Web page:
Insuring Consumption Using Income-Linked Assets
Shiller (2003) and others have argued for the creation of financial instruments that allow individuals to insure risks associated with their lifetime labor income. In this paper, we argue that while the purpose of such assets is to smooth consumption across states of nature, one must also consider the assets' effects on households' ability to smooth consumption over time. We show that consumers in a realistically calibrated life-cycle model would generally prefer income-linked loans (with a rate positively correlated with income shocks) to an income-hedging instrument (a limited liability asset whose returns correlate negatively with income shocks) even though the assets offer identical opportunities to smooth consumption across states. While for some parameterizations of our model the welfare gains from the presence of income-linked assets can be substantial (above 1% of certainty-equivalent consumption), the assets we consider can only mitigate a relatively small part of the welfare costs of labor income risk over the life cycle.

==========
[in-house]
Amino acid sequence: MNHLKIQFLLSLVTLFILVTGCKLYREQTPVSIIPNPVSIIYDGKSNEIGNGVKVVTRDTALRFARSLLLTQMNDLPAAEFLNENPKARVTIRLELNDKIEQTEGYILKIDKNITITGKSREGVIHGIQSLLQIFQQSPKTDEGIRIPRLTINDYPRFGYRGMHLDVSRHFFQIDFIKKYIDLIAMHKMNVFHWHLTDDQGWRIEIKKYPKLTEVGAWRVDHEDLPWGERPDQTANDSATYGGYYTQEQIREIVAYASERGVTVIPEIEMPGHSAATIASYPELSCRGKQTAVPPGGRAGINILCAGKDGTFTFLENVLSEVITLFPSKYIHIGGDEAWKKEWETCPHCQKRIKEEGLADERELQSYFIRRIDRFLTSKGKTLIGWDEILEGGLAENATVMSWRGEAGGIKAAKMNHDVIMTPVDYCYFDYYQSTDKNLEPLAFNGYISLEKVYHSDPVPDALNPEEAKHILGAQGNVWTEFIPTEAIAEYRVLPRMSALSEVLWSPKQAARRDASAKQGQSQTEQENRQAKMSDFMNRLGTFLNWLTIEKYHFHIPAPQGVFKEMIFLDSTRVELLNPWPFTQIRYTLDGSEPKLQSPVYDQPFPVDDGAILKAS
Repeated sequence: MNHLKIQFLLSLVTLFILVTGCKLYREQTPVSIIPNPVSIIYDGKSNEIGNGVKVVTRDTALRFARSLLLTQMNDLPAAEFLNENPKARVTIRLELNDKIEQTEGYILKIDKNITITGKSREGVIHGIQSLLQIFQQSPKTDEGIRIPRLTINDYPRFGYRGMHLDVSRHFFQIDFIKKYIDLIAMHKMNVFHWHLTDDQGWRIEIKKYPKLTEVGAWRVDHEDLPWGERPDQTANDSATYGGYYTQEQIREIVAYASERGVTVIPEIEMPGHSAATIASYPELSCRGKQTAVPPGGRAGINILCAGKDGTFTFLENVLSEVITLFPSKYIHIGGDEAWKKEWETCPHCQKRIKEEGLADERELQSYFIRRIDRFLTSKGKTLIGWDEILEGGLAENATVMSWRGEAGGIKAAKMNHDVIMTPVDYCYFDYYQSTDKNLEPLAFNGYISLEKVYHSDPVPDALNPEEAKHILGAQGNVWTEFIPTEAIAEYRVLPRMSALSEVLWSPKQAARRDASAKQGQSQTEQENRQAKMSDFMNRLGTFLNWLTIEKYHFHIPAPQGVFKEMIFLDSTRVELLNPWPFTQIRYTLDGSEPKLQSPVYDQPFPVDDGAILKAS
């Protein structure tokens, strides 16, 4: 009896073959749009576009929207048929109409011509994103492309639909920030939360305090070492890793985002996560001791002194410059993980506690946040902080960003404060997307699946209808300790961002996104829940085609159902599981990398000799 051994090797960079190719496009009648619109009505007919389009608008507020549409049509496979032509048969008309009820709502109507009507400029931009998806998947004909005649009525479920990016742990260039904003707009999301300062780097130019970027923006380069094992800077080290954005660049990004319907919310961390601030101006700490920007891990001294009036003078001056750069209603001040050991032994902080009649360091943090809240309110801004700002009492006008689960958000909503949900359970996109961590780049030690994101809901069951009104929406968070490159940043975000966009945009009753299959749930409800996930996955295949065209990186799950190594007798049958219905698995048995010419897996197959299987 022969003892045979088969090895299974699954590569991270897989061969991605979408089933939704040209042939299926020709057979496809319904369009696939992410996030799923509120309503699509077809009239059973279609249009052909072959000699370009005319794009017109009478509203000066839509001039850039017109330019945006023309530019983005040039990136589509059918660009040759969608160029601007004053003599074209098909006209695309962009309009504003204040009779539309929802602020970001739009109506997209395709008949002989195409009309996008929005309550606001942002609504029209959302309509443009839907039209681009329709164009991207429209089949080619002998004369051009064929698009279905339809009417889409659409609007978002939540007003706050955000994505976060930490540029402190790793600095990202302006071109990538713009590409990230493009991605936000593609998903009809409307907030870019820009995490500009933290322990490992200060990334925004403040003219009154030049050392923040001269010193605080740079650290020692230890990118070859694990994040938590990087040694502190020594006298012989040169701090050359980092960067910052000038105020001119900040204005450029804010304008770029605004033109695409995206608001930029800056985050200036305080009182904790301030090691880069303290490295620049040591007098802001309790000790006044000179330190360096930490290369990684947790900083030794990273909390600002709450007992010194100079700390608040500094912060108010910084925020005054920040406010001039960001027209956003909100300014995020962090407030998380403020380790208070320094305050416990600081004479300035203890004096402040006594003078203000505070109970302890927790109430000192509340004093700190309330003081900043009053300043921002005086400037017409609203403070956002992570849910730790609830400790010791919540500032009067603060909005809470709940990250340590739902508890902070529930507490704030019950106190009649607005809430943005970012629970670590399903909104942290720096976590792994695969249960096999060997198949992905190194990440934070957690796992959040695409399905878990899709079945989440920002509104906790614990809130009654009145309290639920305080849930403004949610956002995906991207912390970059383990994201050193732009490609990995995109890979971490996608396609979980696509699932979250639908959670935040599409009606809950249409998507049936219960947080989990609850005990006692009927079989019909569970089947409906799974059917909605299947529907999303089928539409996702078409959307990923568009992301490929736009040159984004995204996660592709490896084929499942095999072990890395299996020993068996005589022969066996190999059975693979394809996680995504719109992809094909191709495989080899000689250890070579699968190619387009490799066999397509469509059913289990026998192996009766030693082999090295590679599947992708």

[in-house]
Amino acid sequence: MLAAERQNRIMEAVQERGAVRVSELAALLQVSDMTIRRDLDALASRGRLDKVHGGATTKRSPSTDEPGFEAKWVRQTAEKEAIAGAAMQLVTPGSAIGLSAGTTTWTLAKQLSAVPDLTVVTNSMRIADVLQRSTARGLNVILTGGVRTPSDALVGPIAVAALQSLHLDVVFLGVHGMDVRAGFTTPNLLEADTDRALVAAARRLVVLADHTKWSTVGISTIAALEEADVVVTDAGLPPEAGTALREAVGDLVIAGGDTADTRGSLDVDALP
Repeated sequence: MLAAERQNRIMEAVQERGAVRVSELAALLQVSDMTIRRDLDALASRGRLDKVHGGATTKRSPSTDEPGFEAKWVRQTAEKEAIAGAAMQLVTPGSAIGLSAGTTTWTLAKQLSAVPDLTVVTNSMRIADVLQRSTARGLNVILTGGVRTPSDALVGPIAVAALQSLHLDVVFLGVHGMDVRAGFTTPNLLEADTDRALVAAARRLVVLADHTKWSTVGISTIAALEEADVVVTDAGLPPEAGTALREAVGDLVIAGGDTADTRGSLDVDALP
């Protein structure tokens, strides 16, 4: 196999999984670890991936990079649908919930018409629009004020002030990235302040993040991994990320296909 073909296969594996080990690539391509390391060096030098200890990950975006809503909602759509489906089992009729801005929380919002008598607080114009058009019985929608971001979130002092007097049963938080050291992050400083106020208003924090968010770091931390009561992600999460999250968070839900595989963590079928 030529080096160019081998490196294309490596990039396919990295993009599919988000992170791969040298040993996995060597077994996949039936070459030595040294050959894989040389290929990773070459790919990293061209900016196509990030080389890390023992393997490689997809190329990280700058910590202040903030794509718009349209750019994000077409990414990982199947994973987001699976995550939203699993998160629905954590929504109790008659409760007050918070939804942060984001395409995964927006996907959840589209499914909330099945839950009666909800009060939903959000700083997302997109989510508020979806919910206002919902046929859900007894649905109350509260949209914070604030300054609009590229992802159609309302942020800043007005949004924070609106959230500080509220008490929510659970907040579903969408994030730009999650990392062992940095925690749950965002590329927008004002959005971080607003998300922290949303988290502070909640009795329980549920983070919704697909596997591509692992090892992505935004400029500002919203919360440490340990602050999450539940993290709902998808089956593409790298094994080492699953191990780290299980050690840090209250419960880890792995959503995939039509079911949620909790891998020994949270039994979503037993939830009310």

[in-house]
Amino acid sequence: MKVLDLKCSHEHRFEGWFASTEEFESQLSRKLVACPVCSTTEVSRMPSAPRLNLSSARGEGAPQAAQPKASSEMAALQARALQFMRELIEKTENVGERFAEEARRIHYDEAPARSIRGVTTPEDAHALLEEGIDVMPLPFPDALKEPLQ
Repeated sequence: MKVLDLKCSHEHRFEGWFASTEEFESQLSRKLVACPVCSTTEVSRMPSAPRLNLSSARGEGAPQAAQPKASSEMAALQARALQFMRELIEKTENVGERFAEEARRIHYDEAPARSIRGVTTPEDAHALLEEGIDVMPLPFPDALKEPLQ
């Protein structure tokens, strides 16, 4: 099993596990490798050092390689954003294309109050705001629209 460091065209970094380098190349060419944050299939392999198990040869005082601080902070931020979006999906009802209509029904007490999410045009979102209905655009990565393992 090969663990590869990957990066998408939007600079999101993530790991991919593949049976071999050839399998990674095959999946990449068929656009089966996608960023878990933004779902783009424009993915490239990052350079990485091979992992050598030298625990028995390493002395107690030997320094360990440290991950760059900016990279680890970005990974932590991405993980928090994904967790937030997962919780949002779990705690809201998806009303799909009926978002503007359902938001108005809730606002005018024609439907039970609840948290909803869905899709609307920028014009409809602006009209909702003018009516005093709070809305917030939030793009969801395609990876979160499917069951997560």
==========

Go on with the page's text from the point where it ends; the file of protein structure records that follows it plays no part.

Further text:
We are grateful to John Campbell, Nicola Fuchs-Schündeln, Rustom Irani, María Luengo-Prado, Claudio Michelacci, Ali Ozdagli, Julio Rotemberg, and seminar participants at Harvard, the First Annual Workshop of the Zurich Center for Computational Financial Economics, and the Household Finance and Macroeconomics conference at the Banco de España for helpful comments and discussions. The views expressed in this paper are solely those of the authors and not necessarily those of the Federal Reserve Bank of Boston, the Federal Reserve System, or the National Bureau of Economic Research.
Andreas Fuster & Paul S. Willen, 2011. "Insuring Consumption Using Income-Linked Assets," Review of Finance, European Finance Association, vol. 15(4), pages 835-873. citation courtesy of